Living in Spain, warts and all

Posts tagged ‘haircut’

Shafted, Damaged and Shorn

The kennels are now open for business at last (YAY!!), although I still have some additional papers to submit.

One such piece of paper is a contract for cleaning. I actually have that in my grubby paw now, having exchanged it for four crisp 50€ notes. It was handed to me, along with a thick maintenance book, by a technician who at the same time placed four black mouse traps full of poison at strategic positions in the three barn zones that are not a part of the business, and in the kitchen, which is. Whether or nor I approve.

He also tells me that he has sprayed some sort of insecticide, although where, I didn’t witness.

Further, he has totally disinfected the loo. Which is brand new. And use of which I can count on one finger. He went in with a ghostbusters pack on his back, but no mask, and emerged a few minutes later instructing me to keep out for five minutes, for my own health.

No problem, I hear that from John all the time.

So – good money for extremely old rope? But at least it satisfies yet another requirement of the iltmo ayuntamiento, and leaves me just two itsy bitsy things more to sort: the plan of the fences, and the fianza (deposit). Until they up the ante again, of course.

I did hear mutterings about disabled access when the three wise men of the oficina técnica were here to inspect. They were debating the possibility of giving me grief about the step into our reception area. In this PC world, it wouldn’t surprise me at all – although I am, in all honesty, unsure quite how many people are going to drive their limited mobility vehicle into the campo with dog and wheelchair on board.

Then, of course, we would by extrapolation be asked to fill in all potholes in the camino so that the same wheelchairs can slalem down the camino to the river without upending (or at least, not until they reach the bottom).

I mentioned in passing earlier this year (Three deaths, a murder and a plethora of paper cuts) that I have a mangled thumb. This came about late October last as John and I were insulating and lining the roof of the kennels.

John was perched on a ladder guiding a sheet of plasterboard (2440 x 1220mm, if you’re interested) into place while I was stood below winding the lifter. This particular piece of machinery is one of those simple but indispensable tools without which the job would involve ten times the struggle, twenty times the sweat and a hundred times the swearing, and we were immensely grateful to have it onside.

The job required some fifty sheets of plasterboard in total. We were, typically, within striking distance of the end of it. Then, as I turned the winder for the final push to hold this particular board up to the rafters, the cable broke.

The whole platform, together with its load, came crashing down about my ears. My right hand, which had been on the winding handle, was thrown into the wheel, which spun violently in pace with the descending platform.

It took a mere two seconds, at the end of which I was bent double floundering in a sea of intense pain and nausea. John shouted at me. This, I have to say, is his usual reaction. As a firefighter, he is a qualified trauma technician and is the one who has to deal with some unspeakable injuries in the course of duty. But when it comes to any sort of damage to me, he keeps his distance and yells at me.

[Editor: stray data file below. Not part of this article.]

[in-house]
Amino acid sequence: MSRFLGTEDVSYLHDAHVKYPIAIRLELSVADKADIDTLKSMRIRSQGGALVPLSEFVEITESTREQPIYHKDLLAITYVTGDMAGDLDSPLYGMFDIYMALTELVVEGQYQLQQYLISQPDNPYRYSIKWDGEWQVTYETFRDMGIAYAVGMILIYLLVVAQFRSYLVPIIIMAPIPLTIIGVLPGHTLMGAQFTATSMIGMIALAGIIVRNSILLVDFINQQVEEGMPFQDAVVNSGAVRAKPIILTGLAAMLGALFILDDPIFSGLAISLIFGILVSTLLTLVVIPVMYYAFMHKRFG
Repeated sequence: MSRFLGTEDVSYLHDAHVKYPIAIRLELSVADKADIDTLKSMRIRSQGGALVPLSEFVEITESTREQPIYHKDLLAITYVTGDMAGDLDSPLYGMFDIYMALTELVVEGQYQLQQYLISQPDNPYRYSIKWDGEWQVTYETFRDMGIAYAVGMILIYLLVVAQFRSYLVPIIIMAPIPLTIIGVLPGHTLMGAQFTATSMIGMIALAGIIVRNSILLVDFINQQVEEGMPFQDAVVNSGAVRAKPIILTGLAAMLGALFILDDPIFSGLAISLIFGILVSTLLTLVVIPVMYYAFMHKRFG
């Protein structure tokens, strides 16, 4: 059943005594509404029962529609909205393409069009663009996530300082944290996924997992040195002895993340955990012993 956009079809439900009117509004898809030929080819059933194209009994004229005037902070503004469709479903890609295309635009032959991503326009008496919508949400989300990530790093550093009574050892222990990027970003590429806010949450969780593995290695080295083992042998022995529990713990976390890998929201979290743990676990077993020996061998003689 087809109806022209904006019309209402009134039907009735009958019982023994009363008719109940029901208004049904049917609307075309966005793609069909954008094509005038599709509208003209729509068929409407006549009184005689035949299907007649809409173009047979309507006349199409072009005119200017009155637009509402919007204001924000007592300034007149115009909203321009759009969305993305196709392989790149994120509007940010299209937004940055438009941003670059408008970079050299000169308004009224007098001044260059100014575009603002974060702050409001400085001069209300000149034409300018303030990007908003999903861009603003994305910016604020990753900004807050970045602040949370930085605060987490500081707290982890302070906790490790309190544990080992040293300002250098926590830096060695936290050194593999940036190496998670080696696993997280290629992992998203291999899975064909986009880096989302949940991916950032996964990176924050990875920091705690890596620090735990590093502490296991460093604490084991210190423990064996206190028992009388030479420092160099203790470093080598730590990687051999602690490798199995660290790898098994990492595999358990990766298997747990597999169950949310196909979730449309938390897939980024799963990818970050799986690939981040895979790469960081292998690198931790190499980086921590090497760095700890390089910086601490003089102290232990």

Always full of abject apologies after the event, he confesses that he cannot deal with injuries I might sustain and he shouts because he is scared.

That’s OK, then.

Anyhow, the thumb. I went to A&E for x-rays, but was informed that it was just tendonitis – that I had to take anti-inflammatories and wear a thumb support. I did this for several months, but nothing much seemed to be improving. My thumb is still swollen and distorted – I cannot straighten it, I cannot clench it, I cannot open jars, write, or pick anything up without dropping it again. It’s a mess, in a word.

So I then visited the GP, who sent me back to hospital to trauma, who then sent me for an MRI scan this past Tuesday.

Upon being called, I entered an antechamber, to be met by the radiologist who told me to strip off completely and don one of those see-through paper gowns with no back ties. I looked at him askance. I’ve heard bad jokes that start like this. Undress? For a poorly thumb?

Yes indeed. Unaccustomed as I am, I was unaware that my entire body would be thrust inside the huge torpedo of electromagnets and so needed to be, to all intents and purposes, naked. My hand was locked tight in a small box by my side – so small that I emerged with additional bruises, in case it wasn’t already uncomfortable enough. A pair of headphones were stuck unceremoniously on my head and I was instructed in no uncertain terms not to move. Not a muscle. Not a twitch nor a flutter.

No pressure, then. I’m lying there trying my damnedest not to breathe, but in fact I’m almost panting because I’m a tad claustrophobic and I am not enjoying the confines of the tube in the slightest. Then began the immense cacophony of noise.

Zip-zip-zip-zip-zip CRASH! rumblerumblerumble … ye gods, I can see the need now for the headphones. Twenty minutes of this (not long, he’d stated) was going to feel like an eternity.